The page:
Between the worlds of Overwatch bugs and techs, there lies a fine line walked by the Super Jump. While Mercy’s secret Super Jump has become widespread, it appears that there is an even rarer D.Va jump.
When D.Va sends out her Self-Destruct, she ejects from her MEKA and is left in vulnerable baby form for a moment. Typically, she simply plops out and is an easy target for enemies bold enough to fire at her before getting into cover — but there have been mumblings of a Super Jump that enables her to get out of harm’s way.
not perfect but a dva owl highlight intro pic.twitter.com/3Vf3ZIzw7x
— lina (@tthotobot) April 20, 2020
In one of D.Va’s highlight intros, she can be seen jettisoning from her MEKA with impressive verticality. That mobility is typically unavailable when leaving your mech during actual games, but Overwatch players are, and have been, discovering that it may be replicated.
While you can’t pull off the midair flips of her highlight intro, it appears that you can replicate the hops. In a clip from GorillaQuesadiIla on Reddit, they send their MEKA to bomb the other team while defending Horizon Lunar Colony’s second point and, upon ejection, jump all the way above the overlooking steel beams.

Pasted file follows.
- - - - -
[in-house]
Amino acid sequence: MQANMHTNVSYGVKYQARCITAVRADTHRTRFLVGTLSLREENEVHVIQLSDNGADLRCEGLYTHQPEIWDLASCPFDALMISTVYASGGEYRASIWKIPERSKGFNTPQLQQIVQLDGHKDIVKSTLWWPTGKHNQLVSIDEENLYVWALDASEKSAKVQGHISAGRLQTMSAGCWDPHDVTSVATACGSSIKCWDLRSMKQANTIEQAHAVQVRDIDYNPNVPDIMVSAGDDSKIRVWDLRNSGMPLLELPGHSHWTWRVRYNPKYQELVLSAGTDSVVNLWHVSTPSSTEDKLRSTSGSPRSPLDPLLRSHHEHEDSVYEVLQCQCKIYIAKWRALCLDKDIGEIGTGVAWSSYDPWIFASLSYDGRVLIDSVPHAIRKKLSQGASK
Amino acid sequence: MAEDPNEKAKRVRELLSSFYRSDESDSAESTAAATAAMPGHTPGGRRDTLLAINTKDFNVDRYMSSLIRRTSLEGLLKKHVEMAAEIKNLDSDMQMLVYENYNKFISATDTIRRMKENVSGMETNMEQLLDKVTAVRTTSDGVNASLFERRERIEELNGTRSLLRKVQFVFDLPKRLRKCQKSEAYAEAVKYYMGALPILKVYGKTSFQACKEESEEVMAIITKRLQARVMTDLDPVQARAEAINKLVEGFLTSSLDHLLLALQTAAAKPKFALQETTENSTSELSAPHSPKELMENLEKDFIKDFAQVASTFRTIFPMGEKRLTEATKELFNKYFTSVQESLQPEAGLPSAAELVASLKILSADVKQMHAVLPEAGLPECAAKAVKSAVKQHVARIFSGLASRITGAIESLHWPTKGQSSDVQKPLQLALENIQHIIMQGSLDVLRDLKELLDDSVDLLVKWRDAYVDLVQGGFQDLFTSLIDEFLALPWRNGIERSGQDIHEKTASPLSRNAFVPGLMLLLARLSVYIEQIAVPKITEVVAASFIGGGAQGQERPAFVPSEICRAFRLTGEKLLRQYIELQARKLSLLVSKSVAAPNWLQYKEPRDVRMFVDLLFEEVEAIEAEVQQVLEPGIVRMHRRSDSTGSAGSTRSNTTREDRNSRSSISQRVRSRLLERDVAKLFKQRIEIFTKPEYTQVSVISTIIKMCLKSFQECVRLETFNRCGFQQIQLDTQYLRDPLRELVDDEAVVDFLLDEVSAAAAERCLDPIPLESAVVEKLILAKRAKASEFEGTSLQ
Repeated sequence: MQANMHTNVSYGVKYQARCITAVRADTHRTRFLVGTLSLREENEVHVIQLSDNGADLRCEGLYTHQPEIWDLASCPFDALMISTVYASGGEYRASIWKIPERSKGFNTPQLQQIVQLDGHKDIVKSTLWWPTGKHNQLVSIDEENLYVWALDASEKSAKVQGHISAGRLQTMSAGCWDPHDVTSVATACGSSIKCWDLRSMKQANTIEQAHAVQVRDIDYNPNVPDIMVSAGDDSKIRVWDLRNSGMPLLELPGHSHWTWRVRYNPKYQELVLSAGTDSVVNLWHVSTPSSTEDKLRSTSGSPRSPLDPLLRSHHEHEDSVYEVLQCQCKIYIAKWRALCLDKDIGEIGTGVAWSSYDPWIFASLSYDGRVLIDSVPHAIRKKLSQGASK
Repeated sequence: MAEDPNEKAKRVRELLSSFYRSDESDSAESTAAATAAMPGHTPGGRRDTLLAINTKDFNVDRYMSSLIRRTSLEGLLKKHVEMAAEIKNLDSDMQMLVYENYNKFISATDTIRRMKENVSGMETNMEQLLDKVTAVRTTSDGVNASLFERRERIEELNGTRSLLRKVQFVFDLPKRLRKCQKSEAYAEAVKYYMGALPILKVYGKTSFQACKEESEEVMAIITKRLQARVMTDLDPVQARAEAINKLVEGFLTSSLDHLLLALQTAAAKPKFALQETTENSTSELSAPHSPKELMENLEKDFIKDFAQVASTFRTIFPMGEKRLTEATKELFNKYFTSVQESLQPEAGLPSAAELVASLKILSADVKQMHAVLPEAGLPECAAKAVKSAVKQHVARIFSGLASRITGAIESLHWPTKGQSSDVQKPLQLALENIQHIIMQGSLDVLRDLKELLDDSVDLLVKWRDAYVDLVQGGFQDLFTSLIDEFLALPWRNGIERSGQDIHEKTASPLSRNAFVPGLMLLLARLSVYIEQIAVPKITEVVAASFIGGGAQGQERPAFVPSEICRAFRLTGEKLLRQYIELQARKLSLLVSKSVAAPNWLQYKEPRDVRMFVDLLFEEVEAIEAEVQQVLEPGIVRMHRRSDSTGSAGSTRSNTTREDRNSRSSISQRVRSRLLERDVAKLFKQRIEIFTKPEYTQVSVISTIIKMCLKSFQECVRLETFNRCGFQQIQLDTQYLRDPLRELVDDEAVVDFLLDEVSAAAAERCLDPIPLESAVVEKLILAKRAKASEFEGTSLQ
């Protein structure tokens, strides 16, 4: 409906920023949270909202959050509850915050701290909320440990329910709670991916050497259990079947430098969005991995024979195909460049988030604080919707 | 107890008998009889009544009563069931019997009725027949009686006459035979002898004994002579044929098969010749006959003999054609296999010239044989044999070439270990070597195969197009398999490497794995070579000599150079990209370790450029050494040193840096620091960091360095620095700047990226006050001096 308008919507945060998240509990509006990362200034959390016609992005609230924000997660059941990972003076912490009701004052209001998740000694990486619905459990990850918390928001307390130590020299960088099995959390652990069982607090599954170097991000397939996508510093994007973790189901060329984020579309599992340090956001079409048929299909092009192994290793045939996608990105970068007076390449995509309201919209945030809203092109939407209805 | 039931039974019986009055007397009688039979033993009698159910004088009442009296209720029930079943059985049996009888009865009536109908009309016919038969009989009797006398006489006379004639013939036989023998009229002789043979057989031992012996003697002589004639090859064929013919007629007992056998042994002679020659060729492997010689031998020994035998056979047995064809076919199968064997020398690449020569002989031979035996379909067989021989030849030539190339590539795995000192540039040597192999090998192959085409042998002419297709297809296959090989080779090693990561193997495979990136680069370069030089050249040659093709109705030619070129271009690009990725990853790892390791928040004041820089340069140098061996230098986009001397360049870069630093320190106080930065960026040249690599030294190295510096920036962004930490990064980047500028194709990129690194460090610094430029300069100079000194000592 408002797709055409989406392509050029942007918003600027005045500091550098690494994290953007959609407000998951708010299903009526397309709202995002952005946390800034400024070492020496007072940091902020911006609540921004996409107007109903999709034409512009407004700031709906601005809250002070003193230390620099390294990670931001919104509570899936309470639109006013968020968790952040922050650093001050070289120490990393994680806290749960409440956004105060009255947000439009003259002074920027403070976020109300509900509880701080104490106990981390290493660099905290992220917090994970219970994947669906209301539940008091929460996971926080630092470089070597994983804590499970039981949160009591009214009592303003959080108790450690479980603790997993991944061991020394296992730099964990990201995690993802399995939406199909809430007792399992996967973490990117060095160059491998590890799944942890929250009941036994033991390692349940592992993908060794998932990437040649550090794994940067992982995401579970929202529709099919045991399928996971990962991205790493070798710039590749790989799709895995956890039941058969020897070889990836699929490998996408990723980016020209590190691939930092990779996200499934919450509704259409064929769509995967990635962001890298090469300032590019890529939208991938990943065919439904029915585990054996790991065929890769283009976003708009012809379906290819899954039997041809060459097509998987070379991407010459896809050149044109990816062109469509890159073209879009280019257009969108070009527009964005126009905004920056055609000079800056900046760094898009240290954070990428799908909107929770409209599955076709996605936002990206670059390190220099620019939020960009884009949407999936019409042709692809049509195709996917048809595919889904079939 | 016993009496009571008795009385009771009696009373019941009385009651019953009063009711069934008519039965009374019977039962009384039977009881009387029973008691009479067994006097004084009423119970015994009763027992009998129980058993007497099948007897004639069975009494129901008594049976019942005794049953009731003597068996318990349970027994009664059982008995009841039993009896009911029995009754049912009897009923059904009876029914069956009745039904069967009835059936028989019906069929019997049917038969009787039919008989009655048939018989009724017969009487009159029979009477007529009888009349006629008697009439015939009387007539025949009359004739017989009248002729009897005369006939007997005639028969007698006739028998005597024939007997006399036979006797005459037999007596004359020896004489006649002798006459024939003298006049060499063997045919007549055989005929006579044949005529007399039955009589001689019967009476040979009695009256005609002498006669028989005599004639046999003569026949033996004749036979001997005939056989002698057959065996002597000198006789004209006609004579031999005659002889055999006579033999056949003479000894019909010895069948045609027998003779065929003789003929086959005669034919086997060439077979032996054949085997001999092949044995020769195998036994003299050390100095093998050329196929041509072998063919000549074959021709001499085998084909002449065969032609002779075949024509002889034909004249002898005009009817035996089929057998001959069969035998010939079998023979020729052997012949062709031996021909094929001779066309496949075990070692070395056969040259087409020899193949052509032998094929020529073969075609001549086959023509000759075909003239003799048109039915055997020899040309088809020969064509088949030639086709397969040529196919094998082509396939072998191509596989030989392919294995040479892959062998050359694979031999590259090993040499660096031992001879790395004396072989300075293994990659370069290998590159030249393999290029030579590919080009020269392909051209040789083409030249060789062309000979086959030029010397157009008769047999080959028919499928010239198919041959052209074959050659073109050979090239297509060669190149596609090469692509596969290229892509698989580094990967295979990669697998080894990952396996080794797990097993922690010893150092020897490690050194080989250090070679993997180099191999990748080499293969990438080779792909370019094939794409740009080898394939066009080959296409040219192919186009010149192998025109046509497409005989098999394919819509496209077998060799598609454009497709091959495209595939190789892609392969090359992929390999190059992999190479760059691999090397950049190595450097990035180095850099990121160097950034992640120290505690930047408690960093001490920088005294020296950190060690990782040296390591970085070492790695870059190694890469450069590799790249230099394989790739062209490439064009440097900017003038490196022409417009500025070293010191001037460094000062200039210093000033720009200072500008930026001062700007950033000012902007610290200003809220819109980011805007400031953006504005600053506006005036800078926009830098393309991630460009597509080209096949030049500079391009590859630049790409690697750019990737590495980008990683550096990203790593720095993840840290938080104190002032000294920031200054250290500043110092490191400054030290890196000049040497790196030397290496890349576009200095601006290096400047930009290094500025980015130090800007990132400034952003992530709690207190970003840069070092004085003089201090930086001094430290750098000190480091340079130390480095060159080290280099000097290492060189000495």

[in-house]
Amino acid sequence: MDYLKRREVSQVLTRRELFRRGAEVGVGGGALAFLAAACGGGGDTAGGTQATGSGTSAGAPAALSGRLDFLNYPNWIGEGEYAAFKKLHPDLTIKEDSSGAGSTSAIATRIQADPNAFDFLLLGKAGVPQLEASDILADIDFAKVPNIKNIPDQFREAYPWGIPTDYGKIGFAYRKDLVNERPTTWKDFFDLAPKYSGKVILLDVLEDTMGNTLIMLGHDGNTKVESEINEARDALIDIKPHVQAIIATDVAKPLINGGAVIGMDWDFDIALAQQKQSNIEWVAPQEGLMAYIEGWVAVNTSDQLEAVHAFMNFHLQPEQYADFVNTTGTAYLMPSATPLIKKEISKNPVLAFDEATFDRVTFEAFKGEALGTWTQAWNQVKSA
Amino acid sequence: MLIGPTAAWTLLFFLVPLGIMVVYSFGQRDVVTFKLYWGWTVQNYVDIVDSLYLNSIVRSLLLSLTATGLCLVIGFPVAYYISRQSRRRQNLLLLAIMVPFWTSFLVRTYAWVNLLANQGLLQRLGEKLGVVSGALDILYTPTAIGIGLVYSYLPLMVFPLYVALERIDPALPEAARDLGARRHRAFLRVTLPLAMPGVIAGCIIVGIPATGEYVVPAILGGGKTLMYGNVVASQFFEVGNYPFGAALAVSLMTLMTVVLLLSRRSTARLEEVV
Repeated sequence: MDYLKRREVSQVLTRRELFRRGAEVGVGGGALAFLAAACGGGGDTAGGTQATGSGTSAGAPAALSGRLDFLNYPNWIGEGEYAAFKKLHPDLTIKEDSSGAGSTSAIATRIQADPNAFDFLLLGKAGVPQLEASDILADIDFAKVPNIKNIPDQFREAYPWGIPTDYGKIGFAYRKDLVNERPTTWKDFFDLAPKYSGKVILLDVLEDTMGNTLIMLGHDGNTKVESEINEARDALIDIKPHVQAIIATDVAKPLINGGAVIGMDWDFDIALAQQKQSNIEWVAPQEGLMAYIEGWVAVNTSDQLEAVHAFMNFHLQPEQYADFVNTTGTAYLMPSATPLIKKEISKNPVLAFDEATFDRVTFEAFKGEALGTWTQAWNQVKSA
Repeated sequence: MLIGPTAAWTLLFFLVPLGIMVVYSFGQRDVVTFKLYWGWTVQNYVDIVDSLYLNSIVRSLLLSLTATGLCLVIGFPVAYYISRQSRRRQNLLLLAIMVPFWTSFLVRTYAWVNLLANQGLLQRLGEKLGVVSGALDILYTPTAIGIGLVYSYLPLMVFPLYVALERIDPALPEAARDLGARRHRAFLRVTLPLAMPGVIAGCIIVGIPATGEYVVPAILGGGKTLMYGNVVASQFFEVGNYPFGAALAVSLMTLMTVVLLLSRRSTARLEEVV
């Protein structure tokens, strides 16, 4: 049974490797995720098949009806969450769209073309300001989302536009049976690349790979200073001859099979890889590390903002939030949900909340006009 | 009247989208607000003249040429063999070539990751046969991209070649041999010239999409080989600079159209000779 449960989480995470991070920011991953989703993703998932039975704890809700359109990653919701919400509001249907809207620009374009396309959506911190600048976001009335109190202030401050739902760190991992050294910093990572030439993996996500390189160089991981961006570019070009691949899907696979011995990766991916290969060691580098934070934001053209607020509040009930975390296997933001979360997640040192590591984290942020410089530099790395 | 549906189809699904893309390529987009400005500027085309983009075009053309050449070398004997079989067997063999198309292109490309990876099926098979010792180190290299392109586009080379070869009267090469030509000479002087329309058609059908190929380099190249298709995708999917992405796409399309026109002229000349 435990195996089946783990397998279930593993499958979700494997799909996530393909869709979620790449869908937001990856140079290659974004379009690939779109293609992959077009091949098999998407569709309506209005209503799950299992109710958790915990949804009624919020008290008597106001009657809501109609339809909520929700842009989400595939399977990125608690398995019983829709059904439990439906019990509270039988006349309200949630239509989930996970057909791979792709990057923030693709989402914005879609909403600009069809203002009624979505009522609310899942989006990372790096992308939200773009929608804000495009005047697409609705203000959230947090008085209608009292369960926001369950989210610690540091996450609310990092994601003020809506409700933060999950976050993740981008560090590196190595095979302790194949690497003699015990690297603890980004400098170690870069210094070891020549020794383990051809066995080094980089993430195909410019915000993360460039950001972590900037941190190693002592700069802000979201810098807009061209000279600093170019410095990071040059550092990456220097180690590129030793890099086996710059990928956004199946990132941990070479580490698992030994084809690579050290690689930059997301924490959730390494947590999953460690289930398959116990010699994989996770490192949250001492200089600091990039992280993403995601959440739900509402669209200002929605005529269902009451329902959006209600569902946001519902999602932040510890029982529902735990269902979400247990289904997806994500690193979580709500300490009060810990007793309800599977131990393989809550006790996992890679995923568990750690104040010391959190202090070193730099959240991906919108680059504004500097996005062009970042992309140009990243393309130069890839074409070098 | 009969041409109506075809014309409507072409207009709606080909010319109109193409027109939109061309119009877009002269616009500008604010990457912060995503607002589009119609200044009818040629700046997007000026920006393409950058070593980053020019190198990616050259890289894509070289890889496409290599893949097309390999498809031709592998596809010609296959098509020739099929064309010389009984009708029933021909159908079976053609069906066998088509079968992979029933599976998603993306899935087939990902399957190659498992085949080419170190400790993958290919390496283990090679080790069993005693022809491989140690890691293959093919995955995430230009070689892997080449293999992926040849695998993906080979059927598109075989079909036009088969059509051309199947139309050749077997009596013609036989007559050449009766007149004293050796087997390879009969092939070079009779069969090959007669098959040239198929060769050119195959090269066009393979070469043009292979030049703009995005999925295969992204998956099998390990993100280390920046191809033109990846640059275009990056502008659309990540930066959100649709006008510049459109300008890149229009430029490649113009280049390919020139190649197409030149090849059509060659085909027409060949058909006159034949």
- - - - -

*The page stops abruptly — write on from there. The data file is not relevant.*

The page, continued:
That type of verticality can typically only be achieved by characters like Pharah and Winston, let alone a Zero Suit Hana Song. But when asked how they were able to pull this off, they replied “honestly I don’t even know, I was really confused.”
Upon further research, it is most certainly confusing and very hard to replicate. Although it doesn’t appear to be a bug, it’s a much more complicated in-game tech than something like Mercy’s Super Jump.
According to another Reddit user, Shnig1, this has actually been a thing for a while. They’ve determined a process for it, but aren’t fully certain that it’s the only method: boost, cancel boost with a melee, jump, and then ult.
At the moment, it remains unclear whether or not this tech is intentional or if it’s a bug. Mercy’s Super Jump remains in the game, so it’s possible that players should feel free to learn this trick in the meantime.
Should they want to, it will take a ton of experimentation. The timing needed feels very specific and the inputs are relatively complicated when compared to other in-game techs. Still, should players begin figuring it out, it could help take their D.Va play to a new level — pun intended.